One of the most powerful motivations for leaving the house is the promise of a little treat. A sip, a snack, a bite, a nosh — all are a deeply essential part of the ritualistic exercise I’ve created for myself anytime I step foot outside my front door. At this point, it’s Pavlovian. Exit home, receive treat. And now that it’s finally feeling like summer in San Francisco, I’m able to participate in the ultimate version of this ritual: walking and snacking at the same time.
A walkable city is a joy for myriad reasons. People who live in them are likely to be happier. They’re likely to live longer. And by following my lead, they’re likely to eat danker snacks more regularly.
The concept of a Walk and Snack might seem simple, but I’ll elucidate just to make absolutely certain we’re on the same page. You have somewhere to go. Maybe it’s a party. Maybe it’s a dinner. Maybe it’s work, or maybe it’s just to go pick up flowers for yourself. You decide to walk (you’re in a walkable city, after all). You give yourself enough time to walk to your destination and build in an extra fifteen minutes — this step is crucial — and then you map it.
Now, check out your route. If the food gods are on your side, ideally, there will be one food stop, but if they really like you, then two food stops along your path. What you’re looking for here is food that can be consumed on the go. The point is not to stop, sit, and eat. The point is to pause, grab, and continue on your journey. It’s all about enjoying the city and your snack, along with the weather and your neighbors, all at the same time. Sandwiches and pizza slices are obvious choices, but don’t limit your imagination here — many foods can be walked and snacked upon at the same time.
The ultimate beauty and pain of living in a city is that the old guard can be taken for granted while newer upstarts appear and disappear more quickly than the X on top of the Twitter building. There are the stalwart corner stores with good sandwiches and bakeries with fresh conchas, alongside street meat and fruit stands coated in Tajin and chamoy that have weathered many a storm. Other, newer places like AL’s Deli, with its perfectly portable stuffed latkes, have proved less resilient. This is, in some small way, where walking and snacking comes in. Grab a bite, take it to go, and support all local businesses. It doesn’t get much better than that.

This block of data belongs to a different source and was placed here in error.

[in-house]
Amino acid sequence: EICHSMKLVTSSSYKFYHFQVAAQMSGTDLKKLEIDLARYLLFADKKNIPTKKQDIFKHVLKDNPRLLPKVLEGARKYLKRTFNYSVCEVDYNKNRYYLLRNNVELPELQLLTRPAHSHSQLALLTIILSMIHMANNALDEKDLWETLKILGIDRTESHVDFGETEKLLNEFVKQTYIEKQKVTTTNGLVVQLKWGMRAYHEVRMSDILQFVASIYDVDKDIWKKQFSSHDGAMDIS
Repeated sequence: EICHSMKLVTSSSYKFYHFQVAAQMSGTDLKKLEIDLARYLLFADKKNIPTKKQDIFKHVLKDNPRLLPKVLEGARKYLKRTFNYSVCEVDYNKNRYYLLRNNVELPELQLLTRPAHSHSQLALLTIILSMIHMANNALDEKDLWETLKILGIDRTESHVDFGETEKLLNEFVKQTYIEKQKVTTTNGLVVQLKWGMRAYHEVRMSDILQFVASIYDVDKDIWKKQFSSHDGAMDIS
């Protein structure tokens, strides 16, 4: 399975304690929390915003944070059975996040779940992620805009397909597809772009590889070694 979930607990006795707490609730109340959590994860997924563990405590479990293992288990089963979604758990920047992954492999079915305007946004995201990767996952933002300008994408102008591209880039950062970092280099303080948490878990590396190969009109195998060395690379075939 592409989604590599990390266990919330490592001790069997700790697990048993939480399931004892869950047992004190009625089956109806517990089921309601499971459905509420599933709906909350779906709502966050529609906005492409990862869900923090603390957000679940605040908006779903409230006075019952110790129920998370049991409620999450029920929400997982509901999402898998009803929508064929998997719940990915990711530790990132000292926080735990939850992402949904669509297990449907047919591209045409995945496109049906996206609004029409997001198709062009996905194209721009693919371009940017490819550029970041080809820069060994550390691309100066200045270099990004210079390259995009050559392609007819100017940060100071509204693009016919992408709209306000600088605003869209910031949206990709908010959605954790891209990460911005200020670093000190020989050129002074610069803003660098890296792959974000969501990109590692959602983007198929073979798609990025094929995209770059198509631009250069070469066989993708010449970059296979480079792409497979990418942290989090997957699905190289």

Walking through the Castro? Stop at Rossi’s Deli for deviled eggs that are delicious, dense, surprisingly portable, and were on the menu long before they’d come back in vogue all over the Bay. In the mood for something a little more whimsical? Stop into Giddy Candy on the corner of 16th and Market. A free-standing candy store outside of a mall? A dream!
If you’re moving through the Mission, you’d be an idiot to pass up an elote stick from Snackeria de la Mission or fruta picada from one of the many freestanding fruit stands in the area. But you also can’t go wrong with an empanada (or two) from Venga on Valencia or anything from Dianda, King’s, or La Mejor.
In the Richmond? With such limited seating inside, Good Luck Dim Sum almost demands you walk and snack. Golden Boy Pizza in North Beach basically requires you to as well, with its convenient window for ordering. Open on both ends, tacos may only be available to the most agile of walker-snackers, but Tacos Del Barrio makes it worth the effort.
Big salads or slurpy soups are obviously less optimal for a walk and snack, but that doesn’t immediately disqualify noodle shops and salad counters, either. Chả giò is far more portable and just as much of a reason to stop into Pho 2000 in the Tenderloin. And whereas I’d avoid the Automat breakfast sandwich for fear the egg might slip out on my walk, the french fries with Automat sauce are perfect should you be walking from Alamo Square toward the Richmond or NoPa to Cole Valley (or whatever route you find yourself on).
As we head into summer in San Francisco, which we don’t really get until October, there isn’t a better city for a walk and snack. And there’s no better way to taste a place than to keep yourself free from the confinement of a table. Yes, still make reservations and find time for table service, and yes, still tip well, but also release the injudicious belief that dining out is only for dining in. In this 7x7 city, there are an estimated 4,500 restaurants, and you’ll never even make a dent if you don’t stop in on foot. So get out there, get eating, and don’t be afraid to make a couple of stops along the way.